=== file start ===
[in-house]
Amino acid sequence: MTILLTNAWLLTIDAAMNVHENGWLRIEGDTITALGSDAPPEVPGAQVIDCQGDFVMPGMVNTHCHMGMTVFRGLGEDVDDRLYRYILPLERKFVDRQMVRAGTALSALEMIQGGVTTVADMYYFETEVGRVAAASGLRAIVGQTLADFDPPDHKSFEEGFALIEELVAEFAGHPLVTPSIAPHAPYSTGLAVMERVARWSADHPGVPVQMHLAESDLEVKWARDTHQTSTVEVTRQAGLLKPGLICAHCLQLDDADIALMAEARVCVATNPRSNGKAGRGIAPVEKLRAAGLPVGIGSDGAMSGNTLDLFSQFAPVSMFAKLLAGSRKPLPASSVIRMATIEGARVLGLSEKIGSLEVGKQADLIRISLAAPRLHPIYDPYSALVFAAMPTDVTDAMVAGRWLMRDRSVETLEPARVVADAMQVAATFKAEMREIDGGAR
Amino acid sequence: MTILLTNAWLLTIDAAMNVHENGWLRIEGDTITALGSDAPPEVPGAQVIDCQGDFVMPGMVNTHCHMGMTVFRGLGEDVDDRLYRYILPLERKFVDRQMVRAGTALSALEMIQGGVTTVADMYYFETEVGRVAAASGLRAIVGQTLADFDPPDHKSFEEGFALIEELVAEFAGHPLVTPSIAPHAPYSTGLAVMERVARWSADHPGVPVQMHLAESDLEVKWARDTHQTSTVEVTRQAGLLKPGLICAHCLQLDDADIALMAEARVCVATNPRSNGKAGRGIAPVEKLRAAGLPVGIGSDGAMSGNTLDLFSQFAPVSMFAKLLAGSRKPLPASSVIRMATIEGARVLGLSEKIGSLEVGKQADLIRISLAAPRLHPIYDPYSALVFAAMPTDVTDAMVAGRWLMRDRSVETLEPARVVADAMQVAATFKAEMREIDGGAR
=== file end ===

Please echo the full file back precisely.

[in-house]
Amino acid sequence: MTILLTNAWLLTIDAAMNVHENGWLRIEGDTITALGSDAPPEVPGAQVIDCQGDFVMPGMVNTHCHMGMTVFRGLGEDVDDRLYRYILPLERKFVDRQMVRAGTALSALEMIQGGVTTVADMYYFETEVGRVAAASGLRAIVGQTLADFDPPDHKSFEEGFALIEELVAEFAGHPLVTPSIAPHAPYSTGLAVMERVARWSADHPGVPVQMHLAESDLEVKWARDTHQTSTVEVTRQAGLLKPGLICAHCLQLDDADIALMAEARVCVATNPRSNGKAGRGIAPVEKLRAAGLPVGIGSDGAMSGNTLDLFSQFAPVSMFAKLLAGSRKPLPASSVIRMATIEGARVLGLSEKIGSLEVGKQADLIRISLAAPRLHPIYDPYSALVFAAMPTDVTDAMVAGRWLMRDRSVETLEPARVVADAMQVAATFKAEMREIDGGAR
Amino acid sequence: MTILLTNAWLLTIDAAMNVHENGWLRIEGDTITALGSDAPPEVPGAQVIDCQGDFVMPGMVNTHCHMGMTVFRGLGEDVDDRLYRYILPLERKFVDRQMVRAGTALSALEMIQGGVTTVADMYYFETEVGRVAAASGLRAIVGQTLADFDPPDHKSFEEGFALIEELVAEFAGHPLVTPSIAPHAPYSTGLAVMERVARWSADHPGVPVQMHLAESDLEVKWARDTHQTSTVEVTRQAGLLKPGLICAHCLQLDDADIALMAEARVCVATNPRSNGKAGRGIAPVEKLRAAGLPVGIGSDGAMSGNTLDLFSQFAPVSMFAKLLAGSRKPLPASSVIRMATIEGARVLGLSEKIGSLEVGKQADLIRISLAAPRLHPIYDPYSALVFAAMPTDVTDAMVAGRWLMRDRSVETLEPARVVADAMQVAATFKAEMREIDGGAR